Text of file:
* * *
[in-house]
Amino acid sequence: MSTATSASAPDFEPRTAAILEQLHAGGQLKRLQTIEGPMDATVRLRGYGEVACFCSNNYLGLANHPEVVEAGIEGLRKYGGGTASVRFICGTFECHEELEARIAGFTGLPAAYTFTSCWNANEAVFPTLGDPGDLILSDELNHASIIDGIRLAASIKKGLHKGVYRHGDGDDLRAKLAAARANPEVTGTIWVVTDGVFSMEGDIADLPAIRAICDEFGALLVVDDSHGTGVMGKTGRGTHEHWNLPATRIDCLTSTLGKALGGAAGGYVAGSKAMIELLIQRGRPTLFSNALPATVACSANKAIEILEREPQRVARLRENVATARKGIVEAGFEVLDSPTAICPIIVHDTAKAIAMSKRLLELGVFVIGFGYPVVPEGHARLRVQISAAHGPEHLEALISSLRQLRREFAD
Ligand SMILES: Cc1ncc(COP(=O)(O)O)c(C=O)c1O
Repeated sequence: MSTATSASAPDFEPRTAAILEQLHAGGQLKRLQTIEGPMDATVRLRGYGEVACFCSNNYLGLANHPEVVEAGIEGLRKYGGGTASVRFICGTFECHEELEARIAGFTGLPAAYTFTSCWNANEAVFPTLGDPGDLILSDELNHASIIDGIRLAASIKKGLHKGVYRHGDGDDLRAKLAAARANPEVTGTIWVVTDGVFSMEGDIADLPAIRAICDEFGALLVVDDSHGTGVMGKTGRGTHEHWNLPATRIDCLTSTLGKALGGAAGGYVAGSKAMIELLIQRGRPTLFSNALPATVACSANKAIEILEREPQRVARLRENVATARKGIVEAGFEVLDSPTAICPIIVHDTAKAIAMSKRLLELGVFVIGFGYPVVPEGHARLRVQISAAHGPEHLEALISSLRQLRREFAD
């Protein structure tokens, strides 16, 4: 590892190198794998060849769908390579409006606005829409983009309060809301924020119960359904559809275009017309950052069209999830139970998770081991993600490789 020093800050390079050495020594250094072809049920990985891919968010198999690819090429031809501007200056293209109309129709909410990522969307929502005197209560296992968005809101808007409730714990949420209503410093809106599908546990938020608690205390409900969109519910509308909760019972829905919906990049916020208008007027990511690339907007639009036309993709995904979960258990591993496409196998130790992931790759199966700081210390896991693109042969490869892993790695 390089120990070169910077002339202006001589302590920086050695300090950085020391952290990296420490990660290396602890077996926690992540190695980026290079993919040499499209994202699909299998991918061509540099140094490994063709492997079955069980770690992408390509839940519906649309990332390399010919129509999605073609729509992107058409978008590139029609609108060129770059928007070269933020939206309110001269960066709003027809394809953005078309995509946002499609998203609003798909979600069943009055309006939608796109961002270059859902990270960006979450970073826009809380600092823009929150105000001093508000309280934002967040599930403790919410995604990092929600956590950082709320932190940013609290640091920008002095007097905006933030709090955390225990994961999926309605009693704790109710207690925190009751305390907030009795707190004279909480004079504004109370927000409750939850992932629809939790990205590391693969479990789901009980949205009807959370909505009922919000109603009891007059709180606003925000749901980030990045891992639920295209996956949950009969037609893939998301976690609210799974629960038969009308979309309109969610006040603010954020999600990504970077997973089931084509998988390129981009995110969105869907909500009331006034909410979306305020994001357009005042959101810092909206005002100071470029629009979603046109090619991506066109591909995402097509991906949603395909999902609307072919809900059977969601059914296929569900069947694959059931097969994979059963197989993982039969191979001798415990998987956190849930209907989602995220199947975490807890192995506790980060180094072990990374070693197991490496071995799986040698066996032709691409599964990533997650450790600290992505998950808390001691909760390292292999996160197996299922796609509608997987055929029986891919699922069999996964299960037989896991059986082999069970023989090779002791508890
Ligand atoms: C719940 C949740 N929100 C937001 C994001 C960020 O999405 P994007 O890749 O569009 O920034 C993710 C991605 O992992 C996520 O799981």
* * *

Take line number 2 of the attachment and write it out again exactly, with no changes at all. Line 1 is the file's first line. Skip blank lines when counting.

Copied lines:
Amino acid sequence: MSTATSASAPDFEPRTAAILEQLHAGGQLKRLQTIEGPMDATVRLRGYGEVACFCSNNYLGLANHPEVVEAGIEGLRKYGGGTASVRFICGTFECHEELEARIAGFTGLPAAYTFTSCWNANEAVFPTLGDPGDLILSDELNHASIIDGIRLAASIKKGLHKGVYRHGDGDDLRAKLAAARANPEVTGTIWVVTDGVFSMEGDIADLPAIRAICDEFGALLVVDDSHGTGVMGKTGRGTHEHWNLPATRIDCLTSTLGKALGGAAGGYVAGSKAMIELLIQRGRPTLFSNALPATVACSANKAIEILEREPQRVARLRENVATARKGIVEAGFEVLDSPTAICPIIVHDTAKAIAMSKRLLELGVFVIGFGYPVVPEGHARLRVQISAAHGPEHLEALISSLRQLRREFAD